select
	e.name as Employee
from employee as e
left join employee as m
on e.managerid = m.id
where e.salary > m.salary;

7. Trips

The Trips table holds all taxi trips. Each trip has a unique Id, while Client_Id and Driver_Id are both foreign keys to the Users_Id at the Users table. Status is an ENUM type of (‘completed’, ‘cancelled_by_driver’, ‘cancelled_by_client’).

Id Client_Id Driver_Id City_Id Status Request_at
1 1 10 1 completed 2013-10-01
2 2 11 1 cancelled_by_driver 2013-10-01
3 3 12 6 completed 2013-10-01
4 4 13 6 cancelled_by_client 2013-10-01
5 1 10 1 completed 2013-10-02
6 2 11 6 completed 2013-10-02
7 3 12 6 completed 2013-10-02
8 2 12 12 completed 2013-10-03
9 3 10 12 completed 2013-10-03
10 4 13 12 cancelled_by_driver 2013-10-03

The Users table holds all users. Each user has an unique Users_Id, and Role is an ENUM type of (‘client’, ‘driver’, ‘partner’).

Users_Id Banned Role
1 No client
2 Yes client
3 No client
4 No client
10 No driver
11 No driver
12 No driver
13 No driver

Write a SQL query to find the cancellation rate of requests made by unbanned users (both client and driver must be unbanned) between Oct 1, 2013 and Oct 3, 2013. The cancellation rate is computed by dividing the number of canceled (by client or driver) requests made by unbanned users by the total number of requests made by unbanned users.

For the above tables, your SQL query should return the following rows with the cancellation rate being rounded to two decimal places.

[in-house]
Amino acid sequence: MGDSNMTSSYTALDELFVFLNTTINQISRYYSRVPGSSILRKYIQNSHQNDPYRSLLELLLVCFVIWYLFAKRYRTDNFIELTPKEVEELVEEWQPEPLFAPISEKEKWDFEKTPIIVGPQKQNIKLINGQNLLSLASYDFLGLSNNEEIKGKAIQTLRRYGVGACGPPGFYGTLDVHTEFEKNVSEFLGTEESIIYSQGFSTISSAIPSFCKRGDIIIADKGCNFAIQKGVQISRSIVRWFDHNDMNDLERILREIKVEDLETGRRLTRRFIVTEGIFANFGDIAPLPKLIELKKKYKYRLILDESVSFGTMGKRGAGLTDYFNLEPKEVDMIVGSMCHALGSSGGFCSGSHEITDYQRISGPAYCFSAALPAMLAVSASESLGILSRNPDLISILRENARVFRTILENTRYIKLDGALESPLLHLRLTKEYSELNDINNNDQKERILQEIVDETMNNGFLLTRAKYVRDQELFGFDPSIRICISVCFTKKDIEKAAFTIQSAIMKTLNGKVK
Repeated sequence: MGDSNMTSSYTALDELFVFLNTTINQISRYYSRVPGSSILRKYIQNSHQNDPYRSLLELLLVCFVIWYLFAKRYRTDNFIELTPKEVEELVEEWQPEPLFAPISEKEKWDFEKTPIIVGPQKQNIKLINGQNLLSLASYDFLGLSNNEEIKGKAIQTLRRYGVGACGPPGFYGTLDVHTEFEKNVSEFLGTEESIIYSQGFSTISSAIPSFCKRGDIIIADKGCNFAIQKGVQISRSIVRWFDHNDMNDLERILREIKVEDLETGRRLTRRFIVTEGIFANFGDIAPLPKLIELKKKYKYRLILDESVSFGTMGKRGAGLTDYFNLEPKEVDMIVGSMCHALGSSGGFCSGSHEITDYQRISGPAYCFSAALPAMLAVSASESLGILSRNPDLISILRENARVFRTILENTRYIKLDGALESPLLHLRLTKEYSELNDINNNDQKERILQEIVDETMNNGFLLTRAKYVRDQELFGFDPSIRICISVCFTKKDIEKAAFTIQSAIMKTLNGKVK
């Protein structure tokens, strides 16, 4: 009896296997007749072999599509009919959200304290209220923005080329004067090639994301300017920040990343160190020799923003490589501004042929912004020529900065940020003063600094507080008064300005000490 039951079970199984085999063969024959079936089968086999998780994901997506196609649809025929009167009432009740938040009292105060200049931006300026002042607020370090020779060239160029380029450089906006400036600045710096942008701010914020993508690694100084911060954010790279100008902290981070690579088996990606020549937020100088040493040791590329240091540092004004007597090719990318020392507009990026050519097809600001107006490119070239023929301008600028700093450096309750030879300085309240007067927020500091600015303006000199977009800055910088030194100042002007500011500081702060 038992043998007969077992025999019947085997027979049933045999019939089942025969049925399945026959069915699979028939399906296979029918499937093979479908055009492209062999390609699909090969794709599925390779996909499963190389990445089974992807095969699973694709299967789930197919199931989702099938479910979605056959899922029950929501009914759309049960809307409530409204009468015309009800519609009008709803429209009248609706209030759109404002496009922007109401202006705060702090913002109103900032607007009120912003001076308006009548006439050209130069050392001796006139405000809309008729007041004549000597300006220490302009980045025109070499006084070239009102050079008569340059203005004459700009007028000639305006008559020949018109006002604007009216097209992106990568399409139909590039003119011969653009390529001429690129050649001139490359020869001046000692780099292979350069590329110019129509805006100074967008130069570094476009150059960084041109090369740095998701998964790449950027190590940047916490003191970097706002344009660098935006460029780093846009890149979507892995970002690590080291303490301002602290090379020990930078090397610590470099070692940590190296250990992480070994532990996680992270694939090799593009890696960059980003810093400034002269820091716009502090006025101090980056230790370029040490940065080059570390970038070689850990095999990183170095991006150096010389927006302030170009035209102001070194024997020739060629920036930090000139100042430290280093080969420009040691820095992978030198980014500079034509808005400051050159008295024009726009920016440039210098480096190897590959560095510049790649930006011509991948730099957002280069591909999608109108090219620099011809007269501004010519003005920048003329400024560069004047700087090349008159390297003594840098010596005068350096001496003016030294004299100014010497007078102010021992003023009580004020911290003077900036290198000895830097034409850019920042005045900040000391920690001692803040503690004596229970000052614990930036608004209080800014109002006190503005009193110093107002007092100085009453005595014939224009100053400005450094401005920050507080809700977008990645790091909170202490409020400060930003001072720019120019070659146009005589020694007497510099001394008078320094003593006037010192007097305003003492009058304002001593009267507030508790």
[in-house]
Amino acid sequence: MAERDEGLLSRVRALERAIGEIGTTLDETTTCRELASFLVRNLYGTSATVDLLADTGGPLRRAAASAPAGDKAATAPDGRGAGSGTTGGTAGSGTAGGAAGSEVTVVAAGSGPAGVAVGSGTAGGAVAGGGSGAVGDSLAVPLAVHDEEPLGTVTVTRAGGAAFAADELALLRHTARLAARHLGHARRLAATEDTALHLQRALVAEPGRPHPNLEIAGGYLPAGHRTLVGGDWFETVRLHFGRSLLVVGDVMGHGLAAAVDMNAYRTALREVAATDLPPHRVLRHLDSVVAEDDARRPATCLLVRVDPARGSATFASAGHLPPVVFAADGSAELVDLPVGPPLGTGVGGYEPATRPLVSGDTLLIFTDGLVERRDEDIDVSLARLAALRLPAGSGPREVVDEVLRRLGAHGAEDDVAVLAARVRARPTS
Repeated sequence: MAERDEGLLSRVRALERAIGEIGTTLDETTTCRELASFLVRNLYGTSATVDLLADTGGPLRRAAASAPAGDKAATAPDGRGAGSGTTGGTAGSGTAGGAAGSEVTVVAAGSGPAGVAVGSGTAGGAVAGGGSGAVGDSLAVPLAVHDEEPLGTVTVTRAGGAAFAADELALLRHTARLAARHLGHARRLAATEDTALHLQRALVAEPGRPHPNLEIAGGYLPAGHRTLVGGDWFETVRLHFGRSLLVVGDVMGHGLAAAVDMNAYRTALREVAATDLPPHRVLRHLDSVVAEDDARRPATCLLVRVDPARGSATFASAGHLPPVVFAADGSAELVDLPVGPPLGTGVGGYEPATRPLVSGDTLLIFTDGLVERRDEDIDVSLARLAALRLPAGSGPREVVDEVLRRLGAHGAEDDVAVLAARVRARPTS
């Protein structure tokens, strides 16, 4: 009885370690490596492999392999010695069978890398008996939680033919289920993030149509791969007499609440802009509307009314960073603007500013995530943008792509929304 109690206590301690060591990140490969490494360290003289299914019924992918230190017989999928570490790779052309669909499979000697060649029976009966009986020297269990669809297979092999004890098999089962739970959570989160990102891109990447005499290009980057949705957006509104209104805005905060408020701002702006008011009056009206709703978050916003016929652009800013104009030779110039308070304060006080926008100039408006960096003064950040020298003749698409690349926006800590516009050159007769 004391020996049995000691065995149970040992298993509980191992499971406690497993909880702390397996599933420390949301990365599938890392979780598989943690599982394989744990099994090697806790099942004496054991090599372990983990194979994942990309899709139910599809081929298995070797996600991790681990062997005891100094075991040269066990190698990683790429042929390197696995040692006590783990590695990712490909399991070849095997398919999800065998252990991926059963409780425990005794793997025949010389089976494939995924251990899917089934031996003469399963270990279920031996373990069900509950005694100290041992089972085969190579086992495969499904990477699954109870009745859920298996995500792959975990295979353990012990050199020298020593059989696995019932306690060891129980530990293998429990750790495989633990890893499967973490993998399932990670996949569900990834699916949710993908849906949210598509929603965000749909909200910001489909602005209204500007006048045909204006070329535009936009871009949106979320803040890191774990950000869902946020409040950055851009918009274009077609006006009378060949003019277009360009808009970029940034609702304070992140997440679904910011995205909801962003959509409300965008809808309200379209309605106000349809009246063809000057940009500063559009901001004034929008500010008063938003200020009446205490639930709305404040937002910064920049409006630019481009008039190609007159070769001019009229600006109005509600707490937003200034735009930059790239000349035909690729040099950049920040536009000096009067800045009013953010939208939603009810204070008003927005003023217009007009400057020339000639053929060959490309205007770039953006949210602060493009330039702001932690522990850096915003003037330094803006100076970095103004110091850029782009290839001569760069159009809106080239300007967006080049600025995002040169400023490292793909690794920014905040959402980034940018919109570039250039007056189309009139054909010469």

Day Cancellation Rate
2013-10-01 0.33
2013-10-02 0.00
2013-10-03 0.50

I have been amazed at what we can do with the CASE statement. Whenever someone says calculate the rate/percent/proportion/avg on a Categorical column like status in our case, then that is a big hint to use CASE statement with an aggregation.

Another common pattern that I have observed is when two columns (that are fk: client_id and driver_id) in a table reference the primary key of a single column in another table (user_id in users table), then the way we filter the main table(i.e trips) is by using 2 WHERE clauses with either IN or NOT IN operators.

SELECT
	request_at as Day,
	ROUND(SUM(CASE WHEN status = 'completed' THEN 0 ELSE 1 END)*1.0/COUNT(status),2) as "Cancellation Rate"
FROM (
    SELECT
		*
	FROM trips
	WHERE client_id NOT IN (SELECT users_id
			FROM users
			WHERE banned = 'Yes') AND
		driver_id NOT IN (SELECT users_id
			FROM users